Women in the Marine Sector
There are many career pathways in the marine sector, but do you know what they are? Women, especially, are not encouraged to pursue these jobs. In this panel, six of the industry’s leading women professionals will share with high school and university students their experiences, challenges and opportunities, and will offer the chance to learn more about this essential and fascinating field.
Alexandra Aguilar del ValleFounder and Consultant, Green Nautical Miles
Alexandra is passionate about ocean protection and sustainable growth. Her professional experience in global trade has been oriented to integrate sustainability into daily business and strategic decision making.
With studies in Maritime law and Corporate Social Responsibility and Sustainability, she focuses her efforts on transforming how we have traditionally seen the maritime industry through Green Nautical Miles, an initiative that promotes low carbon strategies, conservation, and women’s participation in the maritime industry.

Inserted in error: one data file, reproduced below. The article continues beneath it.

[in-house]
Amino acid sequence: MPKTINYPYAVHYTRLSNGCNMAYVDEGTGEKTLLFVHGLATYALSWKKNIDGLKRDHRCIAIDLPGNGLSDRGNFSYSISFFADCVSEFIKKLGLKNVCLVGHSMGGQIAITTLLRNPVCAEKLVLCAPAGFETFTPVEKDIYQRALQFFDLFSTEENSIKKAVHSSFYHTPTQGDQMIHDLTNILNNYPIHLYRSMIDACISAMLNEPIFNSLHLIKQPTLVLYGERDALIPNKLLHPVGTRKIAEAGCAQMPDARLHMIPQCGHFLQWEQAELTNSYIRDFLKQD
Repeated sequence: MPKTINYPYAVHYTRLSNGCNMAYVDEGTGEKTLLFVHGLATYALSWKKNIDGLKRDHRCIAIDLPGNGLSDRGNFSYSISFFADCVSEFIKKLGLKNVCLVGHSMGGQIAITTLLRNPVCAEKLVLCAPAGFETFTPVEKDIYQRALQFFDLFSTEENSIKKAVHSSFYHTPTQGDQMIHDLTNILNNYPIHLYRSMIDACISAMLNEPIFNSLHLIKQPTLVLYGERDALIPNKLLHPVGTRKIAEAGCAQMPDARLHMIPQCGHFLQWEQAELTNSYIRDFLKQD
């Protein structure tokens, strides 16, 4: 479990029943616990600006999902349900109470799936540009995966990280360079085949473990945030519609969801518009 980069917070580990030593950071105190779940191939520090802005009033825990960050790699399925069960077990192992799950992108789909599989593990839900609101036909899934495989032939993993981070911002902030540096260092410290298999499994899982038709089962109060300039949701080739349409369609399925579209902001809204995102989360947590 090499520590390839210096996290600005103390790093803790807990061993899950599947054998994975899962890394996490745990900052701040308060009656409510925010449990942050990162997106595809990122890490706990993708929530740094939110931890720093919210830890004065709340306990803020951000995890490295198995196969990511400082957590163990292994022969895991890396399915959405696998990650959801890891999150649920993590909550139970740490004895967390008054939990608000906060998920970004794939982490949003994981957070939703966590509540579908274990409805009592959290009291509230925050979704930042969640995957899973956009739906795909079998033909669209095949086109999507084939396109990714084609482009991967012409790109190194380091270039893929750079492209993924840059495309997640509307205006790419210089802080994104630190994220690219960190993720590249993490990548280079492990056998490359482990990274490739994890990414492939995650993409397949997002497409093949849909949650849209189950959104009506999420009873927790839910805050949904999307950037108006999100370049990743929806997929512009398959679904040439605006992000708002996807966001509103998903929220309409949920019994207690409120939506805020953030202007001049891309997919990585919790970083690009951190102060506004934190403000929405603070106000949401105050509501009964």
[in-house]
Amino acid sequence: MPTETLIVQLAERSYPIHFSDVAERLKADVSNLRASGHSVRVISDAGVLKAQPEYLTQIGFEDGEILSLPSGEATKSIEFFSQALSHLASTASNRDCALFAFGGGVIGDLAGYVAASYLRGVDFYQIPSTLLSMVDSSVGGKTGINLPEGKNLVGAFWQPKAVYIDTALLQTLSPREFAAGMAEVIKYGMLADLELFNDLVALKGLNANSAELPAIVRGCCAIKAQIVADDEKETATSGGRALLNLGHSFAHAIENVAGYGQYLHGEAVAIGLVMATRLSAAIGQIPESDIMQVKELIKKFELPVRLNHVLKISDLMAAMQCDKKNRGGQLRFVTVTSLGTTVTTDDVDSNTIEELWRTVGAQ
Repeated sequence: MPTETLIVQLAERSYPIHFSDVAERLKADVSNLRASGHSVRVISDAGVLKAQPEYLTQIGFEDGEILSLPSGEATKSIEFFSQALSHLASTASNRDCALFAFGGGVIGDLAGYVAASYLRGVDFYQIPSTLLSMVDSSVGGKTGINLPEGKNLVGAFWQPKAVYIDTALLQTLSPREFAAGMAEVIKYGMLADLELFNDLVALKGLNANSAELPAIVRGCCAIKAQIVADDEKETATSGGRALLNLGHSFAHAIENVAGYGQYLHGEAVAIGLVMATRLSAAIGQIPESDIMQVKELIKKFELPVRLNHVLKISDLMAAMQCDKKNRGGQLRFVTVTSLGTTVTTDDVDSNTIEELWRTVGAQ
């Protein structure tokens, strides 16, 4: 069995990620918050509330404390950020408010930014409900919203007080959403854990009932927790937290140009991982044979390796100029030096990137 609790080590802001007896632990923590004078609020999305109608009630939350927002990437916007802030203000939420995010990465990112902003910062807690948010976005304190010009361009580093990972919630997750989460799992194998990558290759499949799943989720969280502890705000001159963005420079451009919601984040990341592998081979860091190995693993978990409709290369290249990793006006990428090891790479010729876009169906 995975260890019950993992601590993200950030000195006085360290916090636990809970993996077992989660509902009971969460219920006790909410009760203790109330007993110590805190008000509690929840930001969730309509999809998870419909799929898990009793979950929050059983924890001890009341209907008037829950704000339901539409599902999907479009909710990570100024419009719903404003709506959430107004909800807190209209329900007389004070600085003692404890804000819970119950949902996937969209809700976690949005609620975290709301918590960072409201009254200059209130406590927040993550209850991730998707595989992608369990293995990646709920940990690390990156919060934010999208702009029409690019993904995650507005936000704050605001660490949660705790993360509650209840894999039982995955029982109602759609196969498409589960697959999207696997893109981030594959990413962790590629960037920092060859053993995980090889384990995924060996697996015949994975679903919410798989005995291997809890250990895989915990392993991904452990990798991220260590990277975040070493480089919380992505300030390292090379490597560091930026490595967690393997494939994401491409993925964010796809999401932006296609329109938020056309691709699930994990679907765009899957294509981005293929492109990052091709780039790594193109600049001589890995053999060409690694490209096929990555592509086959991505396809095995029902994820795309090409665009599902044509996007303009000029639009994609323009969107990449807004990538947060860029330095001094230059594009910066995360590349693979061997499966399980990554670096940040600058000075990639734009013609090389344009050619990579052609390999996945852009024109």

Amanda SladeMarine Safety Inspector, Transport Canada
Amanda Slade is a Master Mariner, mother and grandmother who currently works for Transport Canada as a Marine Safety Inspector. First earning a wage at the age of 16 as a tall ship cook, she graduated from Georgian College in 1984 with a Diploma in Navigation Technology and solid experience on Great Lakes cargo ships. A big ship career took a back seat in the 90’s as she juggled boats and babies; first working as a Captain on harbor ferries, then managing commercial diving operations for the city of Toronto. With the children older Amanda joined the international cruise industry which took her to Miami, the UK and Norway. She has also worked shoreside in ship management roles as Auditor, Nautical Superintendent, Safety Manager and Company Security Officer. After returning to Canada and a short role with the Transportation Safety Board she refreshed her seagoing expertise in the Offshore Oil & Gas industry including survey work in the deep water of Newfoundland’s Flemish Pass. In 2016 Amanda began teaching during breaks from trips at sea, first with Georgian College, Camosun College and ultimately full time with Western Maritime Institute. She has written an essay for the Journal of Ocean Technology and a marine safety textbook. Amanda volunteers with the Master Mariners of Canada, The Nautical Institute, the International Shipmasters Association and most recently her local volunteer Fire Department.